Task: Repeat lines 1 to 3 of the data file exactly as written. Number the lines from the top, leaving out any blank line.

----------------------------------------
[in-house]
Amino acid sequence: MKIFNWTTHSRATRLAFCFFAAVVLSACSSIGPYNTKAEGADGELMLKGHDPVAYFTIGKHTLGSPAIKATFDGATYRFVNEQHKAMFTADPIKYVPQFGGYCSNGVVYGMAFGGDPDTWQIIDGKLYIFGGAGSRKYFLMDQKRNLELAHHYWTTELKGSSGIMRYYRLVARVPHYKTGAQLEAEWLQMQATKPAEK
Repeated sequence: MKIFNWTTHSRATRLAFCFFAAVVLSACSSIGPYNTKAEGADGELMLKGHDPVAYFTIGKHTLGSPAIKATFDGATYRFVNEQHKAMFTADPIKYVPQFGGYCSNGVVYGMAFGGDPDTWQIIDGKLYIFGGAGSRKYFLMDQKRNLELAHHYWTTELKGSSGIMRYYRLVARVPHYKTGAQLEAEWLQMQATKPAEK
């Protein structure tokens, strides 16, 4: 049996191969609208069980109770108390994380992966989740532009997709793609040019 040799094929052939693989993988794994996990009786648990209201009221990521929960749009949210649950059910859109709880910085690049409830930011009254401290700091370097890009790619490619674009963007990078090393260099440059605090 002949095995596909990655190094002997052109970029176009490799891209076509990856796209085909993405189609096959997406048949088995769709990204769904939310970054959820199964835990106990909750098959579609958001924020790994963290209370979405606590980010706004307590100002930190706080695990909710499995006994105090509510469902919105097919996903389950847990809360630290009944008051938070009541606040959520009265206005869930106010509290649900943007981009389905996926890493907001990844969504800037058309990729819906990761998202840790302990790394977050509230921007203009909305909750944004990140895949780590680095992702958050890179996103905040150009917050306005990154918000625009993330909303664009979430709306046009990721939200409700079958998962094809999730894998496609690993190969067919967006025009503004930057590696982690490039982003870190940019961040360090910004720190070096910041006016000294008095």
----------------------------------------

[in-house]
Amino acid sequence: MKIFNWTTHSRATRLAFCFFAAVVLSACSSIGPYNTKAEGADGELMLKGHDPVAYFTIGKHTLGSPAIKATFDGATYRFVNEQHKAMFTADPIKYVPQFGGYCSNGVVYGMAFGGDPDTWQIIDGKLYIFGGAGSRKYFLMDQKRNLELAHHYWTTELKGSSGIMRYYRLVARVPHYKTGAQLEAEWLQMQATKPAEK
Repeated sequence: MKIFNWTTHSRATRLAFCFFAAVVLSACSSIGPYNTKAEGADGELMLKGHDPVAYFTIGKHTLGSPAIKATFDGATYRFVNEQHKAMFTADPIKYVPQFGGYCSNGVVYGMAFGGDPDTWQIIDGKLYIFGGAGSRKYFLMDQKRNLELAHHYWTTELKGSSGIMRYYRLVARVPHYKTGAQLEAEWLQMQATKPAEK